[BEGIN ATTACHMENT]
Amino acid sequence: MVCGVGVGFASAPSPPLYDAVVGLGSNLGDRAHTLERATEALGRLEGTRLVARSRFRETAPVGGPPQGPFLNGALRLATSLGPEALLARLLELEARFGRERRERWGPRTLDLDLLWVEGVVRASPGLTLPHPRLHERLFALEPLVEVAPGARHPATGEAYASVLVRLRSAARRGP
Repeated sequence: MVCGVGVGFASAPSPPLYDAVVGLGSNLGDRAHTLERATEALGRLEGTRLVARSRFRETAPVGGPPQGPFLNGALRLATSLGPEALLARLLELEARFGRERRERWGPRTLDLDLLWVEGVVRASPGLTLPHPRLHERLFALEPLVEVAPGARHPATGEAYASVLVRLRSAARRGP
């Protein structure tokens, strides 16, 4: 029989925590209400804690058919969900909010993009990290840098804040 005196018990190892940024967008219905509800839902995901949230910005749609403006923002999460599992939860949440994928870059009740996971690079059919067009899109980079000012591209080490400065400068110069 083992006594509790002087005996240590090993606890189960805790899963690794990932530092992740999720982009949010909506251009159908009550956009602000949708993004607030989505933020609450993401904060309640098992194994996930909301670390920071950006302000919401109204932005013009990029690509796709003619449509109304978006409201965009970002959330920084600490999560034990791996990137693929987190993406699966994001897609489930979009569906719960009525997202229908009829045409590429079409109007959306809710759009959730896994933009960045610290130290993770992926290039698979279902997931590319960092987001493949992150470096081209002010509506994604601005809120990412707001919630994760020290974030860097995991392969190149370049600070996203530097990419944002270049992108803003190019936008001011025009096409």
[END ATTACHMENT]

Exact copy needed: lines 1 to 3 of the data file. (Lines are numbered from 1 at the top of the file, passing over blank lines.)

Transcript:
Amino acid sequence: MVCGVGVGFASAPSPPLYDAVVGLGSNLGDRAHTLERATEALGRLEGTRLVARSRFRETAPVGGPPQGPFLNGALRLATSLGPEALLARLLELEARFGRERRERWGPRTLDLDLLWVEGVVRASPGLTLPHPRLHERLFALEPLVEVAPGARHPATGEAYASVLVRLRSAARRGP
Repeated sequence: MVCGVGVGFASAPSPPLYDAVVGLGSNLGDRAHTLERATEALGRLEGTRLVARSRFRETAPVGGPPQGPFLNGALRLATSLGPEALLARLLELEARFGRERRERWGPRTLDLDLLWVEGVVRASPGLTLPHPRLHERLFALEPLVEVAPGARHPATGEAYASVLVRLRSAARRGP
């Protein structure tokens, strides 16, 4: 029989925590209400804690058919969900909010993009990290840098804040 005196018990190892940024967008219905509800839902995901949230910005749609403006923002999460599992939860949440994928870059009740996971690079059919067009899109980079000012591209080490400065400068110069 083992006594509790002087005996240590090993606890189960805790899963690794990932530092992740999720982009949010909506251009159908009550956009602000949708993004607030989505933020609450993401904060309640098992194994996930909301670390920071950006302000919401109204932005013009990029690509796709003619449509109304978006409201965009970002959330920084600490999560034990791996990137693929987190993406699966994001897609489930979009569906719960009525997202229908009829045409590429079409109007959306809710759009959730896994933009960045610290130290993770992926290039698979279902997931590319960092987001493949992150470096081209002010509506994604601005809120990412707001919630994760020290974030860097995991392969190149370049600070996203530097990419944002270049992108803003190019936008001011025009096409």